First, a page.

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How do authorities conduct monetary policy

LORENZETTI, Ambrogio -- Allegory of the Good Government (detail) -- 1338-40 -- Siena

As part of the series of lectures my colleagues and I give to our Master students on Contemporary Economic Challenges, I'm talking tomorrow about Monetary Policy.

How do authorities conduct a monetary policy to achieve price stability? Ensuring economic growth, low unemployment and price stability are the three main objectives that monetary and fiscal authorities target with the help of macroeconomic theory. Controlling inflation is nowadays mostly in the hand of independent monetary authorities: their aim is to allow private agents to engage in economic activities and investments without fear for the future. This lecture reviews the mechanisms presiding over the determination of inflation (with a focus on the role of expectations); the new issues that arose following the 2007 Great Recession (Macro-financial linkages, Zero-lower bound); as well as new toolbox that Central Banks have developed (Quantitative Easing, Forward Guidance...). A special emphasis will be placed on the interplay between empirical experience and economic theory.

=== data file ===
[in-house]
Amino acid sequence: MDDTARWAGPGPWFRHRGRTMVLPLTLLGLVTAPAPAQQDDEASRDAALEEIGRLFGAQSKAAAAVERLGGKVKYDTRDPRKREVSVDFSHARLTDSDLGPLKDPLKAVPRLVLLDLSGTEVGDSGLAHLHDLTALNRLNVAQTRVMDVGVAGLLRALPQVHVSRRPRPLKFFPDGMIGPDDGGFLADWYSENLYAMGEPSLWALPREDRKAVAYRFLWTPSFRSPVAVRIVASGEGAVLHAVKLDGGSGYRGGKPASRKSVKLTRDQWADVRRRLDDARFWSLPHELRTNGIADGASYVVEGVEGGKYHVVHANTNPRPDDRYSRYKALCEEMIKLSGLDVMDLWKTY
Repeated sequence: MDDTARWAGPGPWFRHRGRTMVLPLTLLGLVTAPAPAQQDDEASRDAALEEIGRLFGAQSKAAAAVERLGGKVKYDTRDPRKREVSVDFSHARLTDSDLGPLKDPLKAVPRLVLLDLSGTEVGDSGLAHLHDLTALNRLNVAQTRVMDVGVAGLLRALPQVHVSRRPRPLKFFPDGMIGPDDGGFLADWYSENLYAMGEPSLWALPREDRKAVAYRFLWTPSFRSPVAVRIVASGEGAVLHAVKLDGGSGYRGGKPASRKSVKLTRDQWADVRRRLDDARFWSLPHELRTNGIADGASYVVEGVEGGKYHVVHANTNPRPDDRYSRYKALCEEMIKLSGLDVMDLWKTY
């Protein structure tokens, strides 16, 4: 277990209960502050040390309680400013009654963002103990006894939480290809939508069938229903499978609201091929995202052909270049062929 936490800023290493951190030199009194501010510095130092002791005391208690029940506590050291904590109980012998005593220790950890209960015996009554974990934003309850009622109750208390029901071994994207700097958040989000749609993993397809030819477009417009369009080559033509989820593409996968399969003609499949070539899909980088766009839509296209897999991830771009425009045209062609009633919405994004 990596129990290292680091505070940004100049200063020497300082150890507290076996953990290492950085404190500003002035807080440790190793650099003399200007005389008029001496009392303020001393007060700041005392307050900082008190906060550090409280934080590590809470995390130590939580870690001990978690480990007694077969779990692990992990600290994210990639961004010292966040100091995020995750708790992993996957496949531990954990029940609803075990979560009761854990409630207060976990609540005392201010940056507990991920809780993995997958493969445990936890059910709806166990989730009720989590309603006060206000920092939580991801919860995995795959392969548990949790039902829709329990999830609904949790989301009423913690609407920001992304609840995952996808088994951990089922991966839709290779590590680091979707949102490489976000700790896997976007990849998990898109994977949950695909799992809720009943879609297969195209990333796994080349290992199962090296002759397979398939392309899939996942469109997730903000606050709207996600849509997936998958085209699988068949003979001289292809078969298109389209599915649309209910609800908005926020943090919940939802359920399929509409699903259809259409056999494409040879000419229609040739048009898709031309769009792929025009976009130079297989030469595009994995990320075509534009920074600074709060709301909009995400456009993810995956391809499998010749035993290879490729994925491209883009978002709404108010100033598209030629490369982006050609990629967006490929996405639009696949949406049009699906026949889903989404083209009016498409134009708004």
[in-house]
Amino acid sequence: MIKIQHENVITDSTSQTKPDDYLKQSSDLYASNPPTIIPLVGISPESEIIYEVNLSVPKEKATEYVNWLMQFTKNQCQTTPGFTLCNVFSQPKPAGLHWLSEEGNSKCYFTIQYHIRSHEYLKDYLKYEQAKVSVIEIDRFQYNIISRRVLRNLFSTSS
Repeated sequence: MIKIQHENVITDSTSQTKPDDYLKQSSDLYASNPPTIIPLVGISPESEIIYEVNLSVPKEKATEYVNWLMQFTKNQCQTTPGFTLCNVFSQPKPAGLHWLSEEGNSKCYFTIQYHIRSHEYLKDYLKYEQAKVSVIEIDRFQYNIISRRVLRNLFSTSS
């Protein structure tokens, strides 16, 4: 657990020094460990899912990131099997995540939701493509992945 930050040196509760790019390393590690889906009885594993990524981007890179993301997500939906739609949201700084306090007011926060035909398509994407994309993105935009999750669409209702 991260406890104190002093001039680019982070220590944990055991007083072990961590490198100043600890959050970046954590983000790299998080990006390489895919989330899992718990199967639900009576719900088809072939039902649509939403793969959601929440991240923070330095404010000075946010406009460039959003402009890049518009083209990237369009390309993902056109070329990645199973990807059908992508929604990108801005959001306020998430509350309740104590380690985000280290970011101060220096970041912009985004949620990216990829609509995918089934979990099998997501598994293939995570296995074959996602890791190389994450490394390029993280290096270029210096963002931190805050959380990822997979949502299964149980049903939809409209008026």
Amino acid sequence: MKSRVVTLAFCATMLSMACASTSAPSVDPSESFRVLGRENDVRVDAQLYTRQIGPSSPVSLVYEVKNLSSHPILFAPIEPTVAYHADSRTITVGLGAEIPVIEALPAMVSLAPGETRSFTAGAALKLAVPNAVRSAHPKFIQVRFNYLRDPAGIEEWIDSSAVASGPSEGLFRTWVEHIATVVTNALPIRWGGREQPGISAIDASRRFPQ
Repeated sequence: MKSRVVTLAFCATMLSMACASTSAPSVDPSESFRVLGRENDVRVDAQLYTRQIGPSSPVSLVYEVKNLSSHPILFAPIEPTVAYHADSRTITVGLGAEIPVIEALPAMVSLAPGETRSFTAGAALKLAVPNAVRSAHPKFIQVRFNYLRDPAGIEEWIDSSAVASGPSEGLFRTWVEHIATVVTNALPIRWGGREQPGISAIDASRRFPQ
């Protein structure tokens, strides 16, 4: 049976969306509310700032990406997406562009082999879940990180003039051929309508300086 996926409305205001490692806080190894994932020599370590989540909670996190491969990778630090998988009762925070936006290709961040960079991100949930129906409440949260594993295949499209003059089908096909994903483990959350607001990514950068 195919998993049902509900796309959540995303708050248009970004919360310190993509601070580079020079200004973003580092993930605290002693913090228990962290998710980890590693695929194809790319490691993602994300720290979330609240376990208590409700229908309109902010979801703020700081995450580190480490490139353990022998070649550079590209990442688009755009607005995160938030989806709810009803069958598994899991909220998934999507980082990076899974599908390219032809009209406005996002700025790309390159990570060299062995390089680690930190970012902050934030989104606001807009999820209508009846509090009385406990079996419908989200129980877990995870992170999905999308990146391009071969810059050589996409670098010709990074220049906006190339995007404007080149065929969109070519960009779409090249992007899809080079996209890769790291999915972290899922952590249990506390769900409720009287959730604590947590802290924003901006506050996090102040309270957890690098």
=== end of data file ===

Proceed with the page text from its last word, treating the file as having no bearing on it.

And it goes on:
Required reading

Goodfriend, Marvin (2007). "How the World Achieved Consensus on Monetary Policy." Journal of Economic Perspectives 21(4): 47-68.

Suggested readings

Chari, V., V., and Patrick J. Kehoe (2006). "Modern Macroeconomics in Practice: How Theory Is Shaping Policy," Journal of Economic Perspectives 20(4). Galí, Jordi, and Mark Gertler (2007). "Macroeconomic Modeling for Monetary Policy Evaluation," Journal of Economic Perspectives 21(4): 25-46. Woodford, Michael (2010). "Financial Intermediation and Macroeconomic Analysis," Journal of Economic Perspectives 24(4): 21-44.

The Economist: Controlling Interest September 2013


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